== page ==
Miruksa monastery, (near) Iksan, Jeollabuk-do, KR

Raw data

Mirŭksa was founded by King Mu (600–641) of Paekche. The exact date is unknown but at least one scholar proposes that it was founded after King Mu had defeated several Silla fortresses in 624 and seized Kaya from the Silla Kingdom. Perhaps he chose Iksan as the site because he may have been thinking about moving his capital there from Sabi (Puyŏ). According to Samguk yusa (Memorabilia of the Three Kingdoms), King Mu and his wife chose the location because the Maitreya Buddha appeared there in a vision.

The description of the layout of the monastery in Samguk sagi (Chronicles of the Three Kingdoms) is accurate according to archaeological investigations. “The temple consisted of three pagodas and three golden halls placed on an east-west axis, each in its own compound, with the lecture hall, and other structures behind, to the north, the whole compound enclosed by a roofed corridor approximately 155 m x 175 m.” The current platform for the central pagoda seems too small for what is claimed to have been a 9-story wooden structure (in the Wei dynasty style), but since King Mu is thought to have been inspired by Emperor Wen of the Sui state in China, it is possible that he was aware of new construction methods. The other two pagodas were masonry buildings.

– McCallum (2009: 149–50)

“Important monasteries, such as Chŏngnŭng-sa in P’yŏngyang (Koguryŏ), Miruk-sa in Iksan (Paekche), and Hwangnyong-sa in Kyŏngju (Silla), housed ‘sixteen-foot”’ Buddha images, changnyuk san. Such temples were constructed near the palaces, or in places made auspicious through divine incarnations (Mirŭk-sa), so that rulers and aristocratic devotees could easily go there to attend ceremonies.”

- Pak & Whitfield (2002: 12-3)

The original monastery no longer stands, but there is a reproduction of the famed Dongtap eastern stone pagoda located on the archaeological site in Iksan. A gold plaque, commemorating the founding and three holes for flag poles have been discovered. Foundation stones, stone lanterns and what may be the remains of a heated floor system have also been found.

- “Mireuksa” http://en.wikipedia.org/wiki/Mireuksa
Input by: Lizbeth H. Piel, Feb 22, 2011

"The two main features of the Mireuksa Temple Site are the stone pagoda (Mireuksaji Seoktap) and the flagpole supports (Mireuksaji Dangganjiju). The 14.24-meter-high west stone pagoda (National Treasure No. 11) is the oldest and largest Korean stone pagoda in existence. […] Other surviving landmarks include the flagpole supports (Treasure No. 236) to the south of the stone pagodas. The 395 centimeter-tall poles are estimated to have been created during the Unified Silla period (676-935 AD) and are set 90 meters apart from east to west."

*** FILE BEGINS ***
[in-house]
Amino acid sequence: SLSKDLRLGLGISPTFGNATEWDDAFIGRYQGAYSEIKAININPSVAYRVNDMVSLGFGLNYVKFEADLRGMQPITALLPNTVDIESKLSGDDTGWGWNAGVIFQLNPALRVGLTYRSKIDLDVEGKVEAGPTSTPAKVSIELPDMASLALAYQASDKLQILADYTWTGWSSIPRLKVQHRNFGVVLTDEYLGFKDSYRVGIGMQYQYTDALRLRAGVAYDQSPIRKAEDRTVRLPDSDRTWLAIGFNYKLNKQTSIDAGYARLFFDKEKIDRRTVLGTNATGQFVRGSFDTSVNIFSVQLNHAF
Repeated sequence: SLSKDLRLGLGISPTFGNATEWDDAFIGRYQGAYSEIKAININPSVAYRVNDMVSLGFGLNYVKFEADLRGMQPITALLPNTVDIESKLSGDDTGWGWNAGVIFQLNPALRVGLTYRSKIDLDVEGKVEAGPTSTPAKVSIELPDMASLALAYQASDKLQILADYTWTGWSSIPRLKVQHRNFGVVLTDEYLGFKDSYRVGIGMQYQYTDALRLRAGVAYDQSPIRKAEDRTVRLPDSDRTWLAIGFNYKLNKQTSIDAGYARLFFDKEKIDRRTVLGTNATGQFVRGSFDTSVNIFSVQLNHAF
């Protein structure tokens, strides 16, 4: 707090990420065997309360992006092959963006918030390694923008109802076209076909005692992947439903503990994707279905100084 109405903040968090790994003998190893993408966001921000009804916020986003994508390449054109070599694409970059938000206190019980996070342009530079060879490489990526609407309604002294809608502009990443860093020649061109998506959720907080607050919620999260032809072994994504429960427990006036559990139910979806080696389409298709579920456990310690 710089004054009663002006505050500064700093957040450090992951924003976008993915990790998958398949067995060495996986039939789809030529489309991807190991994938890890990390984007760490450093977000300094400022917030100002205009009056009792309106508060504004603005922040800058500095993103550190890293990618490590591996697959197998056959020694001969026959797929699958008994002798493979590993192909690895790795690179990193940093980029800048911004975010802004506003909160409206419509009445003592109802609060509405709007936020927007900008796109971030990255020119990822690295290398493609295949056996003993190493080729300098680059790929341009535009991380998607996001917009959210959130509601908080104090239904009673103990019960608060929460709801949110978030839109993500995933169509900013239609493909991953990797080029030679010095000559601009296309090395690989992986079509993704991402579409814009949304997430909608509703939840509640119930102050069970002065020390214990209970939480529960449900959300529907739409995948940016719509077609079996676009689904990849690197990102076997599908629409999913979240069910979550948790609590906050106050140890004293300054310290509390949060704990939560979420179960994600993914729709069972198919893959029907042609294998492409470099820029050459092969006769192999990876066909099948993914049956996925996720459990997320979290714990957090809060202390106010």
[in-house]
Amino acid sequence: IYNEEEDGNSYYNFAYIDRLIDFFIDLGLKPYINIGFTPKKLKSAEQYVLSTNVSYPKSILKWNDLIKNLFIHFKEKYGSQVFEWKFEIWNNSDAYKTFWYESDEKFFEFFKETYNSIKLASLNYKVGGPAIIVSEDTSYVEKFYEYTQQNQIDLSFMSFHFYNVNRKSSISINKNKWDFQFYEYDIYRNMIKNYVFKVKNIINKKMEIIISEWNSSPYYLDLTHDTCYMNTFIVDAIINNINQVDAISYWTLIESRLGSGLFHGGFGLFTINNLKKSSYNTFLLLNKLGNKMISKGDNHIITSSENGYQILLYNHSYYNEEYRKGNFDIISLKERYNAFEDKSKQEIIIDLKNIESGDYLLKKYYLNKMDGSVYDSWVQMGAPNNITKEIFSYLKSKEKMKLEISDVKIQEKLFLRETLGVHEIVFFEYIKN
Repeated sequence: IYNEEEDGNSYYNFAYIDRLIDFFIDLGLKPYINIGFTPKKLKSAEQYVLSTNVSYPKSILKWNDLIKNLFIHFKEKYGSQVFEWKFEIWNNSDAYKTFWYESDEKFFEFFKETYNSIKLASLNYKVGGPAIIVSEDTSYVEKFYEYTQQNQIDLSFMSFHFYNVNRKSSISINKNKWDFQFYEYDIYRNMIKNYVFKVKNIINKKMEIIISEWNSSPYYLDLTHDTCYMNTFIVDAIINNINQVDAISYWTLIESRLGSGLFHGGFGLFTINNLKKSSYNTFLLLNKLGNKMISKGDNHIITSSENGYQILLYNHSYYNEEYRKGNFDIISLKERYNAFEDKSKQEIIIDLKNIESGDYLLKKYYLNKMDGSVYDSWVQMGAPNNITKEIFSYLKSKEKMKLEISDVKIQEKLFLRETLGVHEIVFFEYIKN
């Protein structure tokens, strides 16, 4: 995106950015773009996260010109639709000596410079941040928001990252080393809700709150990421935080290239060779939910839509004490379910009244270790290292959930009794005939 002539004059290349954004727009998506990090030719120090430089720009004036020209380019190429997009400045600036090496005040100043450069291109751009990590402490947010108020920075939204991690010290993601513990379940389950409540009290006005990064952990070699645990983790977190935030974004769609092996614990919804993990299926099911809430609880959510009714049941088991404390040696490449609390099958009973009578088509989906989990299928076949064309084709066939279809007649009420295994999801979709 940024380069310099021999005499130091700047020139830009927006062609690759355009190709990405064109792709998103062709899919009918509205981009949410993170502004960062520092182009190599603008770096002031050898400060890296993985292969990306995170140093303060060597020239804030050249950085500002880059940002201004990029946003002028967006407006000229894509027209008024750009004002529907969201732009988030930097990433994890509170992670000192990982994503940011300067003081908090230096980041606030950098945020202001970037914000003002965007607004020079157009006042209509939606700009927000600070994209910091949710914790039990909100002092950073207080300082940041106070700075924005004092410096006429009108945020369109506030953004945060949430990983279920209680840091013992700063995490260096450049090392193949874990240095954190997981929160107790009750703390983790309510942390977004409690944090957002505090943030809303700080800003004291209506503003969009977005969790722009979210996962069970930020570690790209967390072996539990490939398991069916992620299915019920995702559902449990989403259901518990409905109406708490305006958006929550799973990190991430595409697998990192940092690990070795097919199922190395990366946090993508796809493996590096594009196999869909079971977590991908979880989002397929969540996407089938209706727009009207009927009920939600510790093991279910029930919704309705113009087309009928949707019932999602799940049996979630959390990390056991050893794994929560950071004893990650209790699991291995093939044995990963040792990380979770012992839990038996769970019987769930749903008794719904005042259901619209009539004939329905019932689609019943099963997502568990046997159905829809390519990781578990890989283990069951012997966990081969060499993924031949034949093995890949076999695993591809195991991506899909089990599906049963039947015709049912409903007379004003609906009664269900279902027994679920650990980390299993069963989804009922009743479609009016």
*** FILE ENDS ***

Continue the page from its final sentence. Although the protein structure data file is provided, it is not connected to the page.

Input by: tmciolek, Oct 03, 2013

Final data (and their sources)

Last updated: 03 Oct 2013

Lat/Long coordinates' accuracy:
The monastery in question is assumed to be situated actually no farther than 200 m from the point defined by the coordinates below.

Location of Miruksa monastery, KR.

General location of the Miruksa monastery, KR.
Lat 36.01109 Long 127.0311
Mapping & images: Falling Rain Genomics (http://www.fallingrain.com), 2011.

Google Map link:


Final data - explanatory notes

1. Monastery's name

  • Mirŭksa 미륵사 (彌勒寺). Alternative English spelling: Miruk-sa, Mireuksa

2. Monastery's modern country & province

  • Korea: Jeollabuk-do (Cholla-bukto)

3. Monastery's alternative/historical names

4. Monastery's lat/long coordinates

  • Approx., Lat 36.01109 Long 127.0311 - based on visual identification of the site in maps and satellite imagery, maps.google.com - tmciolek, 3 May 2011.

5. Other known nearby Buddhist monasteries

  • [missing data]

6. Modern name of the known nearest city, town, or village

7. The settlement's alternative/historical names

8. The settlement's coordinates

9. Monastery's major Buddhist tradition

  • Mahayana

10. Monastery's Buddhist sub-tradition

  • [missing data]

11. Date-early

MBM chrono-tag 0600-32c - tmciolek 03 Oct 2013
0600-32c 0633-66c 0667-99p 0700-32p 0733-66p 0767-99p 0800-32p 0833-66p 0867-99p 0900-32p 0933-66p dated-ex

12. Date-intermediate

MBM chrono-tag 0667-99p 0700-32p 0733-66p 0767-99p 0800-32p 0833-66p 0867-99p 0900-32p 0933-66p - tmciolek 03 Oct 2013

13. Date-late

  • [missing data]

14. Details of contacts with other monasteries

  • [missing data]

15. Type of evidence regarding the monastery

  • Documents, archaeological

16. Additional notes

  • [missing data] (incl. details of the size of the monastic population)

17. Corrections & addenda to this page were kindly provided by

  • [missing data]

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